Greener diesels:U.S. and Europe

U.S. and Europe

Mixtures of FAME (vegetable oils converted to fatty acid methyl esters) and conventional diesel fuel are a fact of life in Europe and the United States. B2 is widely

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available in this country and provides the assurance of adequate lubrication that may be needed with low-sulfur (15 ppm) fuel. Europe is moving to a B5 standard and may adopt a B20 standard in the near future.

Renewable fuels appeal to something deep in human nature and, unlike petroleum fuels, do not contribute to global warming. Rather than collecting in the atmosphere, the CO2 released by burning vegetable products is recycled back into plant growth.

A joint statement issued by Denso, Bosch, Dephi, Siemens VDO, and Stanadyne approves the use of B5 if, the FAME content conforms to the EURO EN 14214 stan- dard and the base petroleum fuel to EURO EN590. In contrast to ASTM (The American Society for Testing Materials) standards for fuels sold in this country, EURO standards include resistance to oxidation. FAME is biodegradable, which means that it oxidizes rapidly in the presence of heat, water, and various metallic ions. By- products of oxidation include solids and highly corrosive formic and acetic acids.

Other potential problems that fuel-system makers identify with FAME are listed in Table 13-2.

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Consequently, the manufacturers say they “accept no legal liability attributable to operating their produces with fuels for which their products were not designed, and no warranties or representations are made as to the possible effects of running their produces with such fuels.” In other words, American B2 users are on their own, without warranty protection.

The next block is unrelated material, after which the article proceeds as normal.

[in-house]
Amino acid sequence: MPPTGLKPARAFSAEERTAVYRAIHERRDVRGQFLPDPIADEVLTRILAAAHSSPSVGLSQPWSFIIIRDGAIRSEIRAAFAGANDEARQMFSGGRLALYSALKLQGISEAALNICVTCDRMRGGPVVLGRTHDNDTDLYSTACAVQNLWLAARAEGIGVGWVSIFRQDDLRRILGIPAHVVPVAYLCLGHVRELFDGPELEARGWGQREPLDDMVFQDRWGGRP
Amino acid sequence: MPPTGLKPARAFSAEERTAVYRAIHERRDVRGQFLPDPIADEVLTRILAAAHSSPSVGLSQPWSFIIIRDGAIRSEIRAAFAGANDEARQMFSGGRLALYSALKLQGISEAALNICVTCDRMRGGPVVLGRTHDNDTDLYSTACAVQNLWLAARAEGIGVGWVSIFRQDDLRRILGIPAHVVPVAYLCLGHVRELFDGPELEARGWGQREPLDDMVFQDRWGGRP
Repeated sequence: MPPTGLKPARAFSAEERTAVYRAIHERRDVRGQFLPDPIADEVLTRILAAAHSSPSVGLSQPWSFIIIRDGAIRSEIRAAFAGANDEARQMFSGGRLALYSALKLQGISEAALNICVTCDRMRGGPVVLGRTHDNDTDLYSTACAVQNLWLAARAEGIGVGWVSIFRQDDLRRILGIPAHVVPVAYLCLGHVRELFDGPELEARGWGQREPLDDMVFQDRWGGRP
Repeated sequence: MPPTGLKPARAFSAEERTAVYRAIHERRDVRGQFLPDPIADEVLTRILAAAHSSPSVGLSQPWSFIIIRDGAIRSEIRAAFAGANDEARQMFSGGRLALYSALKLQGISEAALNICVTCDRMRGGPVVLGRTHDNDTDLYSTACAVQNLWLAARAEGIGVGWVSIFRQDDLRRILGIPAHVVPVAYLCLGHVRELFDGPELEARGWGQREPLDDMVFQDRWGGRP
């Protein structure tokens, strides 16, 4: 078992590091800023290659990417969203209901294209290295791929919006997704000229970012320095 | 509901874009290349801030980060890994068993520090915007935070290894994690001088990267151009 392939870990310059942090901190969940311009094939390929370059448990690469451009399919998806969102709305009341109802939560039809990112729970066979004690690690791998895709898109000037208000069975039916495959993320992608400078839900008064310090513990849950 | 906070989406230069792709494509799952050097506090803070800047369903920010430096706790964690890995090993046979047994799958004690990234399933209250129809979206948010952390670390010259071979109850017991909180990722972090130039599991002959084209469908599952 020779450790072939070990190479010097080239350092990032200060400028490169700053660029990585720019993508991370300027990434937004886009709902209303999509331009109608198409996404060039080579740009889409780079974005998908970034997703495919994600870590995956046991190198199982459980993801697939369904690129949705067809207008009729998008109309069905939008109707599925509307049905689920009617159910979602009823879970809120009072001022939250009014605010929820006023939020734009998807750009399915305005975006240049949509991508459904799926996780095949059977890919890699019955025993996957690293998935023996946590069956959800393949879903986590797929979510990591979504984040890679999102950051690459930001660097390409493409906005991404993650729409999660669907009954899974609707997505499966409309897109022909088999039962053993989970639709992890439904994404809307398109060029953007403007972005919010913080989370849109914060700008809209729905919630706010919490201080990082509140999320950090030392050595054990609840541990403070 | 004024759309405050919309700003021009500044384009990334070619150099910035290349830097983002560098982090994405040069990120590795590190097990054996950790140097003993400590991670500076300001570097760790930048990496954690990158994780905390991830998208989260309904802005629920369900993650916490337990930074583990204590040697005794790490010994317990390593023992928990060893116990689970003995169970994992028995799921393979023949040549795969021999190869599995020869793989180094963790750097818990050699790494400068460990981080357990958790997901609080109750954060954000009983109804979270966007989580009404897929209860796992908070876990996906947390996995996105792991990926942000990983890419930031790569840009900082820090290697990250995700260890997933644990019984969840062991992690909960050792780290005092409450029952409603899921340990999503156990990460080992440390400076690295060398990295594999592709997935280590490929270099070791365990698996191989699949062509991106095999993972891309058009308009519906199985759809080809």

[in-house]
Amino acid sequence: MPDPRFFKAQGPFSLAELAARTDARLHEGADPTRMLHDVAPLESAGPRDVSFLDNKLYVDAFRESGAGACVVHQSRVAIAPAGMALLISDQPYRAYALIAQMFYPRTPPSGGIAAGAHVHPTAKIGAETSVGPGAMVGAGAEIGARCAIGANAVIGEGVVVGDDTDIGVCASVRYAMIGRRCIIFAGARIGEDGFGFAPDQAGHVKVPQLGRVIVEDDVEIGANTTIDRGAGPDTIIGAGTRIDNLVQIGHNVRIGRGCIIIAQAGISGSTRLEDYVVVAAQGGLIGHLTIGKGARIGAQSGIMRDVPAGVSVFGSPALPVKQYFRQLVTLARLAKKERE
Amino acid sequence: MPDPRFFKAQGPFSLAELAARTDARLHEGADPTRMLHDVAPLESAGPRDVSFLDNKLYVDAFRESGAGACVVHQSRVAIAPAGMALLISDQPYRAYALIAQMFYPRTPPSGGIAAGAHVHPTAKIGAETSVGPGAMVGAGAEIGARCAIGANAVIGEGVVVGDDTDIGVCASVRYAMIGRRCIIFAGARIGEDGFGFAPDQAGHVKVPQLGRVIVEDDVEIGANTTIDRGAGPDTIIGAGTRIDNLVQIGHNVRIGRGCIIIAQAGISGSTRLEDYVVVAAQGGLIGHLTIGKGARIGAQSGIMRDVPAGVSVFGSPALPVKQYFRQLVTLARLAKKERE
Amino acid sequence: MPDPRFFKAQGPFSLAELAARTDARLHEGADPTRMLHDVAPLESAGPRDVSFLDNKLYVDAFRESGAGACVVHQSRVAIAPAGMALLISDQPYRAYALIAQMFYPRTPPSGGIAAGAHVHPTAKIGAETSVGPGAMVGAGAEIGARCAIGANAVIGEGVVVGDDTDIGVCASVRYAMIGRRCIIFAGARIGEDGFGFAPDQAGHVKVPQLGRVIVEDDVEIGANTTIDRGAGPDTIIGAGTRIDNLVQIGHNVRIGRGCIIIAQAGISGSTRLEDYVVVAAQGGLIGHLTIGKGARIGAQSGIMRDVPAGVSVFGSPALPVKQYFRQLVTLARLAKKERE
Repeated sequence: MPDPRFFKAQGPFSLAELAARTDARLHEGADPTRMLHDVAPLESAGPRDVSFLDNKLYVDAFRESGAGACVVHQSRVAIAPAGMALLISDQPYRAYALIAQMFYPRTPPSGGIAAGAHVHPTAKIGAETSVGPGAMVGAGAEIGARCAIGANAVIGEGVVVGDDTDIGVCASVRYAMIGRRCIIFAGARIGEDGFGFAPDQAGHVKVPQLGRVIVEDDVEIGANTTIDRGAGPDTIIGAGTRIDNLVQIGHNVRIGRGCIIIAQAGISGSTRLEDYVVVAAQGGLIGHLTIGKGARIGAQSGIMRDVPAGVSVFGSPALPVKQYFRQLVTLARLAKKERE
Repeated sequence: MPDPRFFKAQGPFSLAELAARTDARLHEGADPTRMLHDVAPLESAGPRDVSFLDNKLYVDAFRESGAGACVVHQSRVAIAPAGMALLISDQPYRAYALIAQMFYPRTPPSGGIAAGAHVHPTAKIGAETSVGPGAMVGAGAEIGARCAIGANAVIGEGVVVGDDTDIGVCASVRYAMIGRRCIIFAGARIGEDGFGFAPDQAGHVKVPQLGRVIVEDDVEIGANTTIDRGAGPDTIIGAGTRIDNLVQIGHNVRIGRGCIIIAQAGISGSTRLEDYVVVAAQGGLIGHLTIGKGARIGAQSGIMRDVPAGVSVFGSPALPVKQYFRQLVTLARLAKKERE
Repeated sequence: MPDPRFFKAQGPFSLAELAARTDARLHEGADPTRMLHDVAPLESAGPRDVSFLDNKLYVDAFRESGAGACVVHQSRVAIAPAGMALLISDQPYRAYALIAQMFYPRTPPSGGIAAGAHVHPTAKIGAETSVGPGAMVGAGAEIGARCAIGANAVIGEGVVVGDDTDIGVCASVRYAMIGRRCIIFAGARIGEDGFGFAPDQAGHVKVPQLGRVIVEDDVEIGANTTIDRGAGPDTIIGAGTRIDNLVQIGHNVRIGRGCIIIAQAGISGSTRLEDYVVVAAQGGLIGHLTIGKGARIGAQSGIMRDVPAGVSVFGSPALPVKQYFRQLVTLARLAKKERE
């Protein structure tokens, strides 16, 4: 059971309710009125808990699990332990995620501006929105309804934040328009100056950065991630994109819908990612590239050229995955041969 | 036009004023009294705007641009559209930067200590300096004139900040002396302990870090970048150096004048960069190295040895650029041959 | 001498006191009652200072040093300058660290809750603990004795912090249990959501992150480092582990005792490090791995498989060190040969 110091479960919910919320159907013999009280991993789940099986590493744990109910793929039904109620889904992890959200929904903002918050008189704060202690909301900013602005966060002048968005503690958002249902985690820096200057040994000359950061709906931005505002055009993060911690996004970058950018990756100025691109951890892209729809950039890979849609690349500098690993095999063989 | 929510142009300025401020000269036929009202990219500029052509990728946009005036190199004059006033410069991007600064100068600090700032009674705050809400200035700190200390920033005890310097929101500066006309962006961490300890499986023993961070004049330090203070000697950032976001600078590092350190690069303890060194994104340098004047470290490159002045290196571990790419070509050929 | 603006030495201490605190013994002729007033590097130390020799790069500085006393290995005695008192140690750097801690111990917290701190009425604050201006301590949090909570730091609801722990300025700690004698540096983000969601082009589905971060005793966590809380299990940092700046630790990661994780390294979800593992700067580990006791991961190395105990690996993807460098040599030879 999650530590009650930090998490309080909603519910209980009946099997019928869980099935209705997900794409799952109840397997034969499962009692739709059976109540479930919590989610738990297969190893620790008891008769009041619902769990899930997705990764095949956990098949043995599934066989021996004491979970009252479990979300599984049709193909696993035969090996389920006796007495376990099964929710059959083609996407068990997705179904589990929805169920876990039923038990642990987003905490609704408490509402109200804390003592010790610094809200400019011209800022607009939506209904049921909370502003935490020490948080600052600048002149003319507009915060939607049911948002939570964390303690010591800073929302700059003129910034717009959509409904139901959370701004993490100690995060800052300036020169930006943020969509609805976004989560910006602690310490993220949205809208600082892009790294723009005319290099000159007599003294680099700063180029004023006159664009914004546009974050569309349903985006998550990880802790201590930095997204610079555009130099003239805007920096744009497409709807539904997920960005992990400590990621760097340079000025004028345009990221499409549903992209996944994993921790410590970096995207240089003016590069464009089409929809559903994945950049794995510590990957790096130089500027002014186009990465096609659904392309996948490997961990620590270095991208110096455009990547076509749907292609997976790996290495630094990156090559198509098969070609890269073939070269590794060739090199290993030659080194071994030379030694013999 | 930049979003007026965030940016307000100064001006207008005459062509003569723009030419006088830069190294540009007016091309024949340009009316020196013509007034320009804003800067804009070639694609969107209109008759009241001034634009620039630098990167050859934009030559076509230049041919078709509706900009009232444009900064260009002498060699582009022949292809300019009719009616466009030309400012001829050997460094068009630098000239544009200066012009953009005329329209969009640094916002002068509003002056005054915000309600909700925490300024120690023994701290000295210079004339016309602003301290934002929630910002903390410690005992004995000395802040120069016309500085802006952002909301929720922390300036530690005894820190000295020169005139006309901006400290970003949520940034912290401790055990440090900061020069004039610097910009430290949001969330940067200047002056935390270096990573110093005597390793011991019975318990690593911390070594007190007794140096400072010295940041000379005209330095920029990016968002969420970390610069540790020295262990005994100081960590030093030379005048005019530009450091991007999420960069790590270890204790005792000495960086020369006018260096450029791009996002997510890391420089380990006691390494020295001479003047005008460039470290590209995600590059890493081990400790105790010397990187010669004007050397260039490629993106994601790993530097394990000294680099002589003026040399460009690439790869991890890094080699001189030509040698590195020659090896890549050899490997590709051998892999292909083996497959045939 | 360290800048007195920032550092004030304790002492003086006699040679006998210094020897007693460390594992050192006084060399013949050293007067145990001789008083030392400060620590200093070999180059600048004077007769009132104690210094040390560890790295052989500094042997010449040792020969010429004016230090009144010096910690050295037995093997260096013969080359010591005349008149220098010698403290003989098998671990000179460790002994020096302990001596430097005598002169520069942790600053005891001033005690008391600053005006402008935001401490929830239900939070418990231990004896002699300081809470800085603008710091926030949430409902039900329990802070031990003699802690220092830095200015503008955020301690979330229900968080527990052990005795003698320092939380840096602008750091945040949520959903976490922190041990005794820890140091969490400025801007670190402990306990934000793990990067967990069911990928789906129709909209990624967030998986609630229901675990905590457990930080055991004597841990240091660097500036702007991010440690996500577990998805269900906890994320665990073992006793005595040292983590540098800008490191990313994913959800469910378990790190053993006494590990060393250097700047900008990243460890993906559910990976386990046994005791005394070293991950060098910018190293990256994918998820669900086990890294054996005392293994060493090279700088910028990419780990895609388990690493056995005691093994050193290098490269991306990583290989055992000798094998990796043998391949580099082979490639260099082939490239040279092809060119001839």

Yet many of the same corporations produce fuel-system components used with Brazilian B2 that soon will be replaced with fuels of higher FAME percentages. According to the government, all fuel-system warranties will be honored. Brazil does not ascribe to the International Monetary Fund/World Bank model of develop- ment and, consequently, has a great deal of leverage over multinational corporations doing business in the country.


Several companies market DIY transesterfication plants to convert vegetable oil into fatty acid methyl ester. There is no guarantee that the resulting FAME conforms to the ASTM D6751 standard for the commercial product, but the critical parameter— vicosity—is reduced and most solids and water are eliminated. By using waste cooking oil as the feedstock, the cost of the fuel comes out to less than $1 a gallon. Restaurants usually give the oil away, since they would otherwise must pay to have it removed. Nor is there any shortage of the product: according to one estimate, three billion gallons of cooking oil are discarded every year in the United States.

Extreme Biodiesel, based in Orange, California, markets the Eliminator, consisting of two large plastic tanks, pumps, filters, and associated plumbing. The apparatus can be set up in a garage and will, its makers say, produce 100 gal of diesel fuel in 12 hours.

The process begins with pumping the oil through a primary stage of filtration to remove large solids. This is followed by titration, a simple chemical test to determine the amount of methanol and caustic required for conversion. The user then mixes the chemicals with the oil, which is heated to speed the process. Several hours later, glycerin, the by-product of transesterfication, drops out.

Impurities that remain are removed by water spray, passed through a water separator and a 15 j.Lm filter. An alternative to the water spray is to treat the fuel with Magnesol, a decontaminate widely used in the food processing industry. At this point, the FAME is ready to be mixed with conventional diesel fuel.

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